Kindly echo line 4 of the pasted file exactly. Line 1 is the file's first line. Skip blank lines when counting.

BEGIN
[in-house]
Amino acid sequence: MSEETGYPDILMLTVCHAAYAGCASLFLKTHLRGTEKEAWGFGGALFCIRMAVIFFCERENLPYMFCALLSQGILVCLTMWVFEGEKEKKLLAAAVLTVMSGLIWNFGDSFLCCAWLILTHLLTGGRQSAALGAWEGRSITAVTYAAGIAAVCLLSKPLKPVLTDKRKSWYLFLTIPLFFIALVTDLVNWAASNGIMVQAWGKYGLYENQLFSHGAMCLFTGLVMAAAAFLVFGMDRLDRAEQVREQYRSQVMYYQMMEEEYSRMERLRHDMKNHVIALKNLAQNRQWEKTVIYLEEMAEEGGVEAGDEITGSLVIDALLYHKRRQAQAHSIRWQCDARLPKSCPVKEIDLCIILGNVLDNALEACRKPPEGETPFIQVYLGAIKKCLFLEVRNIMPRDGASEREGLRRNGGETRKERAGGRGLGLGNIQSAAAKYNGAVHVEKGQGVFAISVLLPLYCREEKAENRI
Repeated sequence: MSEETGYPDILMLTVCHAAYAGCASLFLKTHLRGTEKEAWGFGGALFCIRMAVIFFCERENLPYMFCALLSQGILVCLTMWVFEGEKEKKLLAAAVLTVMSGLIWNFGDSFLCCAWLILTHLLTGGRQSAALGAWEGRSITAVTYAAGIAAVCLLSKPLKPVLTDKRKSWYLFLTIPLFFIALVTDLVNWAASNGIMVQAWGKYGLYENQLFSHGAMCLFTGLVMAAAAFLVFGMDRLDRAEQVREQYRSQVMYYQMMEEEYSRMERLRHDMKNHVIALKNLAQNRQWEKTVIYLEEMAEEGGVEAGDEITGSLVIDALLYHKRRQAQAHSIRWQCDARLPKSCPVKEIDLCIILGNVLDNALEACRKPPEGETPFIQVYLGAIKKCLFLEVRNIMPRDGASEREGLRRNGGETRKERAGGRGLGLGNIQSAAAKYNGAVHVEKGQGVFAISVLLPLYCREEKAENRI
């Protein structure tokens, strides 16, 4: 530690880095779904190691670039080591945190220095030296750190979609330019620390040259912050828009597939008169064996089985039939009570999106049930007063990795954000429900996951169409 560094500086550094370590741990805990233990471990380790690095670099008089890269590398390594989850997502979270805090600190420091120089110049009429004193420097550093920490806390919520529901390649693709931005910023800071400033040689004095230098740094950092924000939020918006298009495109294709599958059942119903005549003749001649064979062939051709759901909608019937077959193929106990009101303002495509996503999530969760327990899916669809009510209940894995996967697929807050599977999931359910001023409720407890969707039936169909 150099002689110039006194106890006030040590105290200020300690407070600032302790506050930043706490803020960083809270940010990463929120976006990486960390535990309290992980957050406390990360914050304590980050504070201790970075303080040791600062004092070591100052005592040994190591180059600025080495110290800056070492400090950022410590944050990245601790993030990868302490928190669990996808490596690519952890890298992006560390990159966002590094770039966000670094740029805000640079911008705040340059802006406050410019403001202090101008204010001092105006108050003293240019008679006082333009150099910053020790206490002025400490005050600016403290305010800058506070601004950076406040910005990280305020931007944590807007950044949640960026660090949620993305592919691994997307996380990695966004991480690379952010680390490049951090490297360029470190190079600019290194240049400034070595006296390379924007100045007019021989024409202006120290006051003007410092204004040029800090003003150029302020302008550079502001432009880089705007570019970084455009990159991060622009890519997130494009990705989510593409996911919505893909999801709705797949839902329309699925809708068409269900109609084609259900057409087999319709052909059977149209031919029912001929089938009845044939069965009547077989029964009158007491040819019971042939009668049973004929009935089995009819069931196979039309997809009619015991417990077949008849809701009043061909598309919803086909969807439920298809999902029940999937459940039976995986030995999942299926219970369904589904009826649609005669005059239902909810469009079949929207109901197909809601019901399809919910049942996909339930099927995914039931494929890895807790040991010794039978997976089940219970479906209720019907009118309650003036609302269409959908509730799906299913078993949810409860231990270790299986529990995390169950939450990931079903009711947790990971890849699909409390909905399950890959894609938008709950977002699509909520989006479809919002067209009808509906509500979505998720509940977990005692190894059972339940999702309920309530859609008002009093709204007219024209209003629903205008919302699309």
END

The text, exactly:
């Protein structure tokens, strides 16, 4: 530690880095779904190691670039080591945190220095030296750190979609330019620390040259912050828009597939008169064996089985039939009570999106049930007063990795954000429900996951169409 560094500086550094370590741990805990233990471990380790690095670099008089890269590398390594989850997502979270805090600190420091120089110049009429004193420097550093920490806390919520529901390649693709931005910023800071400033040689004095230098740094950092924000939020918006298009495109294709599958059942119903005549003749001649064979062939051709759901909608019937077959193929106990009101303002495509996503999530969760327990899916669809009510209940894995996967697929807050599977999931359910001023409720407890969707039936169909 150099002689110039006194106890006030040590105290200020300690407070600032302790506050930043706490803020960083809270940010990463929120976006990486960390535990309290992980957050406390990360914050304590980050504070201790970075303080040791600062004092070591100052005592040994190591180059600025080495110290800056070492400090950022410590944050990245601790993030990868302490928190669990996808490596690519952890890298992006560390990159966002590094770039966000670094740029805000640079911008705040340059802006406050410019403001202090101008204010001092105006108050003293240019008679006082333009150099910053020790206490002025400490005050600016403290305010800058506070601004950076406040910005990280305020931007944590807007950044949640960026660090949620993305592919691994997307996380990695966004991480690379952010680390490049951090490297360029470190190079600019290194240049400034070595006296390379924007100045007019021989024409202006120290006051003007410092204004040029800090003003150029302020302008550079502001432009880089705007570019970084455009990159991060622009890519997130494009990705989510593409996911919505893909999801709705797949839902329309699925809708068409269900109609084609259900057409087999319709052909059977149209031919029912001929089938009845044939069965009547077989029964009158007491040819019971042939009668049973004929009935089995009819069931196979039309997809009619015991417990077949008849809701009043061909598309919803086909969807439920298809999902029940999937459940039976995986030995999942299926219970369904589904009826649609005669005059239902909810469009079949929207109901197909809601019901399809919910049942996909339930099927995914039931494929890895807790040991010794039978997976089940219970479906209720019907009118309650003036609302269409959908509730799906299913078993949810409860231990270790299986529990995390169950939450990931079903009711947790990971890849699909409390909905399950890959894609938008709950977002699509909520989006479809919002067209009808509906509500979505998720509940977990005692190894059972339940999702309920309530859609008002009093709204007219024209209003629903205008919302699309």